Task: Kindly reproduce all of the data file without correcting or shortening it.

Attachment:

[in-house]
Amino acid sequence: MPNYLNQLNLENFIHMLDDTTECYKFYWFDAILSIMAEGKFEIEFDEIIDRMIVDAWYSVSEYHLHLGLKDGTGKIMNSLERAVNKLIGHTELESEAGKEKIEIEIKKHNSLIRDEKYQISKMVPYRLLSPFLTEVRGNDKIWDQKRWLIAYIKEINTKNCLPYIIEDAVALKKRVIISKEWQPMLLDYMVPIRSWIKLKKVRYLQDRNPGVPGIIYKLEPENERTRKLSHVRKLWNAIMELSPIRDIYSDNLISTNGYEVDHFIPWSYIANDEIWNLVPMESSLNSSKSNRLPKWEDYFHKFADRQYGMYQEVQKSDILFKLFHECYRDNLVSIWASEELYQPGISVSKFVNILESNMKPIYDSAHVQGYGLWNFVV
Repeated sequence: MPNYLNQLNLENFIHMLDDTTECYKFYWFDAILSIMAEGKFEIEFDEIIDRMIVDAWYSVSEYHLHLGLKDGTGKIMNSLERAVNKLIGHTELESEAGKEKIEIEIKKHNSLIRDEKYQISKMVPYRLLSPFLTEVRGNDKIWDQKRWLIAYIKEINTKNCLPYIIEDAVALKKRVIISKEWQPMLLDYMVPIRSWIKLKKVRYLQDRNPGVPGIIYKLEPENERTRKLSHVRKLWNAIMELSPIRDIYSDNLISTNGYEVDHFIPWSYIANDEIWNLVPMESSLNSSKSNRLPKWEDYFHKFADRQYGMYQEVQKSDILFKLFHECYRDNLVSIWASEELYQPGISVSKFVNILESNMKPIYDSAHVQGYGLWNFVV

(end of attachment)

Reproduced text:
[in-house]
Amino acid sequence: MPNYLNQLNLENFIHMLDDTTECYKFYWFDAILSIMAEGKFEIEFDEIIDRMIVDAWYSVSEYHLHLGLKDGTGKIMNSLERAVNKLIGHTELESEAGKEKIEIEIKKHNSLIRDEKYQISKMVPYRLLSPFLTEVRGNDKIWDQKRWLIAYIKEINTKNCLPYIIEDAVALKKRVIISKEWQPMLLDYMVPIRSWIKLKKVRYLQDRNPGVPGIIYKLEPENERTRKLSHVRKLWNAIMELSPIRDIYSDNLISTNGYEVDHFIPWSYIANDEIWNLVPMESSLNSSKSNRLPKWEDYFHKFADRQYGMYQEVQKSDILFKLFHECYRDNLVSIWASEELYQPGISVSKFVNILESNMKPIYDSAHVQGYGLWNFVV
Repeated sequence: MPNYLNQLNLENFIHMLDDTTECYKFYWFDAILSIMAEGKFEIEFDEIIDRMIVDAWYSVSEYHLHLGLKDGTGKIMNSLERAVNKLIGHTELESEAGKEKIEIEIKKHNSLIRDEKYQISKMVPYRLLSPFLTEVRGNDKIWDQKRWLIAYIKEINTKNCLPYIIEDAVALKKRVIISKEWQPMLLDYMVPIRSWIKLKKVRYLQDRNPGVPGIIYKLEPENERTRKLSHVRKLWNAIMELSPIRDIYSDNLISTNGYEVDHFIPWSYIANDEIWNLVPMESSLNSSKSNRLPKWEDYFHKFADRQYGMYQEVQKSDILFKLFHECYRDNLVSIWASEELYQPGISVSKFVNILESNMKPIYDSAHVQGYGLWNFVV